Cavusoglu did not give details about the suspect in the interview, but said the country was neither an EU member nor the United States, adding that he had briefed British Foreign Minister Philip Hammond about the case. Hammond responded by saying ‘just as usual’ when he received the information, Cavusoglu said.

The three teenage girls from London feared to have run off to join ISIS are believed to have crossed into Syria from Turkey, British police said.

Turkey, which has been accused by its Western allies of failing to do enough to stop jihadists crossing into Syria from its territory, had earlier accused Britain of failing to provide information about the girls sooner.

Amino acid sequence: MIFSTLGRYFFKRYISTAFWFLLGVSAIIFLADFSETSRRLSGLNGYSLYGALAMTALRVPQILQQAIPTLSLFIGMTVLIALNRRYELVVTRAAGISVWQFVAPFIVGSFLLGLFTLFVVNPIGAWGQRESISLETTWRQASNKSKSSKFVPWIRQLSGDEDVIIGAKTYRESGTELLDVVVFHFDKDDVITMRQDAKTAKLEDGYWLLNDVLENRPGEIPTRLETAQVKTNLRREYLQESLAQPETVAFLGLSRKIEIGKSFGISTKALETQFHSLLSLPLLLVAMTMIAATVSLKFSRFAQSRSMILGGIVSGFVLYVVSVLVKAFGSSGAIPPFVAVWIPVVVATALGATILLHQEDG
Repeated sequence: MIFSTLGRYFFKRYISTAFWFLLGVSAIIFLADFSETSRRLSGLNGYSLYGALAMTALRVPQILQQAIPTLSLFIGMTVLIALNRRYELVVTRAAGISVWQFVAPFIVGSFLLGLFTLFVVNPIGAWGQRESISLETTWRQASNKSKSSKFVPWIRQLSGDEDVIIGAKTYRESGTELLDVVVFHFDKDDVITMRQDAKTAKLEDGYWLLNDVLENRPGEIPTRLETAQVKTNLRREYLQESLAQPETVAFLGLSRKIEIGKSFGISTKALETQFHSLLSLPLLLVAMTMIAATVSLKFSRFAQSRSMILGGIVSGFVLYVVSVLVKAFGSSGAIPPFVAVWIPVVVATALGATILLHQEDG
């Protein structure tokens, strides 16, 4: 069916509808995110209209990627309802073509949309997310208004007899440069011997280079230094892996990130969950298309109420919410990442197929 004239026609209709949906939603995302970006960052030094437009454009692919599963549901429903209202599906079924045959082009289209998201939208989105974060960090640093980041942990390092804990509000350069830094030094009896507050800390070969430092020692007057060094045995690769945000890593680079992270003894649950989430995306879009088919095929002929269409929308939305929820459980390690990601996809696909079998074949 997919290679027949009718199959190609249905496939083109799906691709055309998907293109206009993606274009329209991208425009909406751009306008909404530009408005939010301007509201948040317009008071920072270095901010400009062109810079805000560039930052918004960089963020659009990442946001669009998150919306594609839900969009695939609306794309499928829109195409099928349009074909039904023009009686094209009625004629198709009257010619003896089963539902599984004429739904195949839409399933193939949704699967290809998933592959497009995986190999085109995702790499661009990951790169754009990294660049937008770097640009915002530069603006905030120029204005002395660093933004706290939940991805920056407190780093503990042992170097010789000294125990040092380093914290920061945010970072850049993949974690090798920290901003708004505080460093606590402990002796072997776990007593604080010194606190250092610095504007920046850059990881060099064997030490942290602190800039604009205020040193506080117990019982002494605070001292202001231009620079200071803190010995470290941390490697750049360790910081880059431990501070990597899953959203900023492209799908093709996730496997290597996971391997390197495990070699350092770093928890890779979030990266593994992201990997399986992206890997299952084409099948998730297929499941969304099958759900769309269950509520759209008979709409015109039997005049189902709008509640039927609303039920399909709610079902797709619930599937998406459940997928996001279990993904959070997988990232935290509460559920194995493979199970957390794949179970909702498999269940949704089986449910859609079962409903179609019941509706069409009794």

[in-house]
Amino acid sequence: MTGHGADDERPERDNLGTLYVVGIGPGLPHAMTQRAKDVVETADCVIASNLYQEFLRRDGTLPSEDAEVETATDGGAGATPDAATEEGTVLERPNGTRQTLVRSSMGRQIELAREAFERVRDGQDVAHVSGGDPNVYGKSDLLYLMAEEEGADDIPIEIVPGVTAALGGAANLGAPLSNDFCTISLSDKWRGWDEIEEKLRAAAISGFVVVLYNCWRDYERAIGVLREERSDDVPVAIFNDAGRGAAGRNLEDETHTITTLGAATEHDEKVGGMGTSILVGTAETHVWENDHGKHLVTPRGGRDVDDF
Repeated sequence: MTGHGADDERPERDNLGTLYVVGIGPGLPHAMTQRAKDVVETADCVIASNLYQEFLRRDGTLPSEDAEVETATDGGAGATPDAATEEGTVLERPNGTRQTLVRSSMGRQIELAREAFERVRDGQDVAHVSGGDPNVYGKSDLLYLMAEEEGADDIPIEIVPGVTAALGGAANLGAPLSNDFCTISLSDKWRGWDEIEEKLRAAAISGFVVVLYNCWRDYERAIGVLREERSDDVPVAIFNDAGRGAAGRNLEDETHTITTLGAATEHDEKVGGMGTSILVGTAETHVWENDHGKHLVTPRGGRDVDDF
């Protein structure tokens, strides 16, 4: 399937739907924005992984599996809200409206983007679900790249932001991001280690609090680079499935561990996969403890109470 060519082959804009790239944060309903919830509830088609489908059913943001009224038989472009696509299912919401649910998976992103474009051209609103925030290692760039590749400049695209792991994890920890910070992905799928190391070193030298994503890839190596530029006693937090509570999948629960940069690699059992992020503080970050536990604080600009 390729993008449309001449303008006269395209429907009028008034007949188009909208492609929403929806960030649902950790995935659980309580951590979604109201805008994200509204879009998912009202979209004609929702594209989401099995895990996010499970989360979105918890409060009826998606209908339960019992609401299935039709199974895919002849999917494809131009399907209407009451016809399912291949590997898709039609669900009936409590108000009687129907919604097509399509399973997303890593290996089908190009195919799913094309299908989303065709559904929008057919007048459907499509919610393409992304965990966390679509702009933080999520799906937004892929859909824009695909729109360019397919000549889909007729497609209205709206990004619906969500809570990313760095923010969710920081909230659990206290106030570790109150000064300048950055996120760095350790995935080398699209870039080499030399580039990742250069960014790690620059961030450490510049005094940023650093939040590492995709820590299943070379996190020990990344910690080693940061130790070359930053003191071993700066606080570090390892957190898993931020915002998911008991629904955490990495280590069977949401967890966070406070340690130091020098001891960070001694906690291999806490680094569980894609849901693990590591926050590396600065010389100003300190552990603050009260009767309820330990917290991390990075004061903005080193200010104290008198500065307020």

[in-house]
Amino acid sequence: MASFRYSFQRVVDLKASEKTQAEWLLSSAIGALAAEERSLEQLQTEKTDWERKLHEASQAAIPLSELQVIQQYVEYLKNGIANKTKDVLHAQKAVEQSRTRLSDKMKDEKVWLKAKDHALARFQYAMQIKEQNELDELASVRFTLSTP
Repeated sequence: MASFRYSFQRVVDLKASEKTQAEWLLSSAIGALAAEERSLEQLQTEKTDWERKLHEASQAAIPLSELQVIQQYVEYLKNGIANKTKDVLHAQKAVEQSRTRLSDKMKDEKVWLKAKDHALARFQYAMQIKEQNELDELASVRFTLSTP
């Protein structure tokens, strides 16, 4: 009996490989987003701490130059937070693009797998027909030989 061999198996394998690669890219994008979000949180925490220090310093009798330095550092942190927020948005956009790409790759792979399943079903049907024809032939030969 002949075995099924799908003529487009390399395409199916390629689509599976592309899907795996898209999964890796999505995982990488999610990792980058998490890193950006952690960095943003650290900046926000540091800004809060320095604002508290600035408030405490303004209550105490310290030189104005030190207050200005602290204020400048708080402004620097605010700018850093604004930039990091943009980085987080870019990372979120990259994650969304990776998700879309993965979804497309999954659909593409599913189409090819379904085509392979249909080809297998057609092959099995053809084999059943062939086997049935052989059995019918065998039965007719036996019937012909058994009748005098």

British government charges anti-ISIS girl with terrorism


This video from Syria is called 2014 International Women’s Day in Qamishlo – Rojava Kurdistan.

NATO, Saudi, Bahraini, etc. armed forces fight wars in Iraq and Syria. Officially ‘against ISIS terrorism’, but in practice more about oil.

However, when Kurds in, eg, Syria really fight ISIS, then the government of NATO member Turkey helps ISIS in various ways; and declares the Kurdish anti-ISIS people to be ‘terrorists’. The government of the Netherlands and other NATO countries follow Mr Erdogan’s government in calling anti-ISIS Kurds ‘terrorists’.

So, it seems, does David Cameron’s British government, also NATO allies of Erdogan‘s Turkish government.

From daily The Guardian in Britain:

British teenage girl charged with trying to join Kurdish forces fighting Isis